During the past few months, we’ve looked at the three broad kinds of leadership exercised by bishops in the Church: the ministries of teaching, of sanctifying, and of governing. We’re in the middle of examining the second of these, the leadership of sanctifying.
In celebrating the sacred liturgy – including the Mass and other Sacraments and worship, plus the Liturgy of the Hours – bishops and priests sanctify the faithful. They conduct these services with dutifulness and reverence, and within them encourage us all to holiness by their preaching and example.
Of course, it’s important to remember what’s really going on here. As the Pope emeritus, Benedict XVI, once said, “No man on his own, relying on his own power, can put another in touch with God … It is Christ Himself who makes us holy…” (May 5, 2010). The Holy Father went on to recall at that time, “At the center of the Church’s worship is the notion … that it is not primarily we who act, but God comes first to meet us through His action. He looks upon us and He leads us to Himself....”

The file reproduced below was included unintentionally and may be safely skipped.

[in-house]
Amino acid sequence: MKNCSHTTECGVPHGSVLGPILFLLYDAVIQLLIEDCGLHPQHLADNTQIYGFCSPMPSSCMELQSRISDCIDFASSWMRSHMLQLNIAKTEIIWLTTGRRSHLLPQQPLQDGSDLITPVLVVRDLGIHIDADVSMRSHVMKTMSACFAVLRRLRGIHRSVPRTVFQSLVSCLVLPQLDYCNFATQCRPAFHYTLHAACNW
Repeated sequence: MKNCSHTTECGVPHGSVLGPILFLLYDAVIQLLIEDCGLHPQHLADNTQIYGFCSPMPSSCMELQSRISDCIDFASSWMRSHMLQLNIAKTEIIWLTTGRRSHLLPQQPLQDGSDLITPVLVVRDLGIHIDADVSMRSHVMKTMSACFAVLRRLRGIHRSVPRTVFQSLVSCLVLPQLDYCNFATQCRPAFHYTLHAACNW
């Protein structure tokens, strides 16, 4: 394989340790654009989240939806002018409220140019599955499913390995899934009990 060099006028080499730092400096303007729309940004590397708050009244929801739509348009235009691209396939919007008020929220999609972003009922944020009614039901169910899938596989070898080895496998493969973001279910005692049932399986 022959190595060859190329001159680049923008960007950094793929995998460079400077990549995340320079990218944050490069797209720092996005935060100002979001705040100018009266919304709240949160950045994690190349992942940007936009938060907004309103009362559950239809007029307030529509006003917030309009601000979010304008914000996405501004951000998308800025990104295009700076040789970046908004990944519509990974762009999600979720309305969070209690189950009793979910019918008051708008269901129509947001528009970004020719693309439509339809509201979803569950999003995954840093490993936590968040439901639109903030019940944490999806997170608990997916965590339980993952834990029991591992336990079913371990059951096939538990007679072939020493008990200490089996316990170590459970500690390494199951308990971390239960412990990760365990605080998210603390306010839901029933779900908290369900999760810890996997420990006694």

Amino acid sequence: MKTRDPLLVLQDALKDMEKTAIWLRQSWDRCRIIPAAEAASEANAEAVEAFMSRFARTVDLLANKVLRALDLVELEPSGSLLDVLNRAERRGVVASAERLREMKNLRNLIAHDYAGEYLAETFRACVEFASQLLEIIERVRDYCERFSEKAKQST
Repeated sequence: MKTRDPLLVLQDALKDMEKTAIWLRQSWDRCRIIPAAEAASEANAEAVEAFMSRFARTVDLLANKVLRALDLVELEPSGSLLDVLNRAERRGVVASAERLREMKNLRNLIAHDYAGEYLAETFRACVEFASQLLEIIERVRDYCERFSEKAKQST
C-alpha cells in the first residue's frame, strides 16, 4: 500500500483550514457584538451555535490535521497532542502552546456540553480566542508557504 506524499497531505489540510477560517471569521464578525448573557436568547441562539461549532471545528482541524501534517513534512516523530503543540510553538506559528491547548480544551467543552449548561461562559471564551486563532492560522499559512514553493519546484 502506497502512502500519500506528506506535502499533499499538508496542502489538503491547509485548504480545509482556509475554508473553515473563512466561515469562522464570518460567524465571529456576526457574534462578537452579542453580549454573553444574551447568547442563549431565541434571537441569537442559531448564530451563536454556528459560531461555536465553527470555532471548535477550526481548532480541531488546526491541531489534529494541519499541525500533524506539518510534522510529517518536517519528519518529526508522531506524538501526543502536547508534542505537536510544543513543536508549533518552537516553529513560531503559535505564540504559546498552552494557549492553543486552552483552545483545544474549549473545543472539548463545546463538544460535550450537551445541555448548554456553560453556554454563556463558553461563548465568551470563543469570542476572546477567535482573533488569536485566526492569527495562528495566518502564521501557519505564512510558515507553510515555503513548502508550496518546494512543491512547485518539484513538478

Therefore, there must always be in a bishop’s or priest’s ministry a fundamental awareness: each of us must know full well that he is an instrument – perhaps a necessary component to God’s saving action but at the same time still only an instrument. This ought to build up the virtue of humility among those who exercise the leadership of sanctifying. I know for me personally it’s sort of a daunting thought, to think that God has chosen to work through me. It also inspires me – and again, I hope all those who exercise ministerial priesthood in the Church – to be more generous in offering the Sacraments and other public worship, since we must mirror on behalf of the Lord His own generosity. Christ gave the totality of His life for us; who are we to decide to give of ourselves only partially?